Last week at D&AD Festival, I was lucky enough to attend a lecture called “Storytelling in an attention deficit world” by Gaston Legorburu, the Chief Creative Strategist for Publicis.Sapient and ex-Global Chief Creative Officer for SapientNitro. This is a man who knows things, has opinions, and has risen as high in the business as it’s possible to be, without being Martin Sorrell. It was an excellent talk, and to my eternal shame I didn’t take nearly enough notes. Nor did I live-tweet it because live-tweeting a lecture is about as useful as live-tweeting intercourse; you really have to be in the room to appreciate it. However, one quote struck me as infinitely 140-character-compressible, and so I was compelled to share:
— David Felton (@doritosyndrome) April 20, 2016
Gaston was confirming for most of us (although perhaps explaining to a few), that learning doesn’t just happen at school. It doesn’t just happen in a classroom or a lecture hall. And it doesn’t finish when you throw a flat cap in the air and head out into the world, bright-eyed and bushy-tailed. Learning is a lifelong pursuit, valid and important and necessary at any age, especially if you want to keep on adding value and being relevant in the advertising industry. It was a good insight, from a good speaker.
With that extremely meandering addendum, here’s another one: I like Purdey’s. They are a brand I personally consume. When I’m ill, or when they’re on special offer, I hunt Purdey’s out and guzzle them down. I have no illusions that they’re doing me any particular good, but I like the taste and I like placebos.
In addition to liking Purdey’s, I also like Idris Elba. He’s a fine actor, universally liked one might say. When he speaks, we listen. He has gravitas. Which is what makes him perfect for this role, and sadly I don’t mean that as a compliment.
There’s a famous anecdotal line where Harrison Ford turns to George Lucas while they’re filming Star Wars and tells him: “George, you can type this shit, but you can't say it!” And that’s the problem with this ad, which on paper I should love, but distinctly dislike. You can type incredibly stupid lines like “What do you want to be when you grow up?” but as soon as you say them you sound like an absolute idiot. If one man on the planet could pull it off, it would have to be Harrison Ford, or perhaps Idris Elba. But it breaks down as soon as you think about it. We all know “grow up” means “When you are older”, it does not literally mean “When you grow as a person.” This is plain stupid. But of course with an overly indulgent length of almost three minutes, who needs rationality.
An older gentleman gets the point straight away, “Oh no, you never stop learning do you?” I wonder when, as an industry, we’ll learn to make better ads than this?
Which leads me directly into my second big gripe with this ad. It is – quite simply – based on a lie. Idris tells us that:
Myself and Purdey’s, we think that people shouldn’t stop growing. They should always challenge themselves. No matter what stage they are in life, people shouldn’t stop dreaming – they should thrive on.
You see what they’ve done there? You do see it, don’t you? It’s very clever. Without making any health claims, they’ve managed to heavily imply that their fizzy grape drink will help you accomplish your dreams. For those of us that believe in using advertising to tell the truth, not spin lies, it’s very disheartening. When you slow down and look at the language on a granular level, it’s reasonably clear than no laws are being broken, yet every cell of this ad wants to persuade you that Purdey’s is a health drink. Purdey’s is for people who ‘Thrive On’ at every age.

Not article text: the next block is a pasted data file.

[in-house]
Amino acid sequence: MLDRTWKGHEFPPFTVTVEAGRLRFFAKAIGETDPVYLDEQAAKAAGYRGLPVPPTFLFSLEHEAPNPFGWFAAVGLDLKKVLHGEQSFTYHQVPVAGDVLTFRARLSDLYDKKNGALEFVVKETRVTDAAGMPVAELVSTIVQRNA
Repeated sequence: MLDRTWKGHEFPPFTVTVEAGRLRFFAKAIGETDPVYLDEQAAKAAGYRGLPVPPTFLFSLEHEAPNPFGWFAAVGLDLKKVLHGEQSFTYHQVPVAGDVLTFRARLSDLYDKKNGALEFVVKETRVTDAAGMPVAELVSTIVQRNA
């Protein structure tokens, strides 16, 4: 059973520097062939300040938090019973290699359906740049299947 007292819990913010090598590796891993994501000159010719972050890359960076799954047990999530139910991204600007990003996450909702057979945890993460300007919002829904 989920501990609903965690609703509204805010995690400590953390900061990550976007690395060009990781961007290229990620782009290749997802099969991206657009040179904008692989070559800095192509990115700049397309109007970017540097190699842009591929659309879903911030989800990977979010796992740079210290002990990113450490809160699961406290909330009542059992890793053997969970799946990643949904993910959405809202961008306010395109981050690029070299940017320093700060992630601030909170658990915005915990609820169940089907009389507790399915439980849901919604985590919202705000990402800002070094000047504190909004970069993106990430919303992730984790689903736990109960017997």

But what does ‘Thrive On’ mean? It certainly has no health implications, which is what makes it such a subtle little devil.
Therefore internet friends, I’d like to clear up a few misconceptions about Purdey’s – a drink which I enjoy – and therefore am certainly not ideologically opposed against.
1) Purdey’s contains 22g of sugar in a 330ml bottle; 73% of the UK RDA of 30g.
2) The drink is made from fruit juices - from concentrate (Grape 41%, Apple 16%), plus carbonated spring water (41%) – total 98%
3) That left over 2% is natural flavorings, botanical extracts, citric acid and vitamins.
4) Purdey’s will not help you ‘thrive on’ any more than a bottle of water and a vitamin tablet.
5) If you drank one bottle of Purdey’s per day, you’d be consuming 154g of sugar per week, and drinking 742 calories.
6) That’s just slightly under a McDonald’s Big Mac (540 calories) and a small fries (230).
7) Does that sound like a healthy choice to you?
It’s your body, and we all need to take responsibility to educate ourselves. And as for this ad, while on paper we should all love it, everyone here at Adland doesn’t. Idris Elba deserves better than being used to sell lies, and to tell a stupid brand story. Purdey’s doesn’t care about you. Purdey’s is Britvic plc, (BVIC), a company worth £1.3 billion and they’re selling you sugar water – shaken and stirred.
Agency: Iris Worldwide
Chief Creative Officer: Shaun McIlrath
Client: Purdey's/ Idris Elba
Executive Creative Director: Andy Taylor
Creative Director: Francois Boshoff
Creative Team: Sophia Johnson & Sophie Szilady
Planner: Tom Edwards
Planner: Hannah Fisher
Managing Partner: Adam Wright
Account Team Member: Rachel Webber , Alice Hardcastle
Agency Producer: Leila Bartlam & Imogen Harrison
Photographer: Jack Terry
Media Agency: Msix
Production Company: Shine North & Green Door
Editing House: Final Cut
Editor: David Webb
Colorist: Jean Clement
Audio & Online Post Production: Shine North & Green Door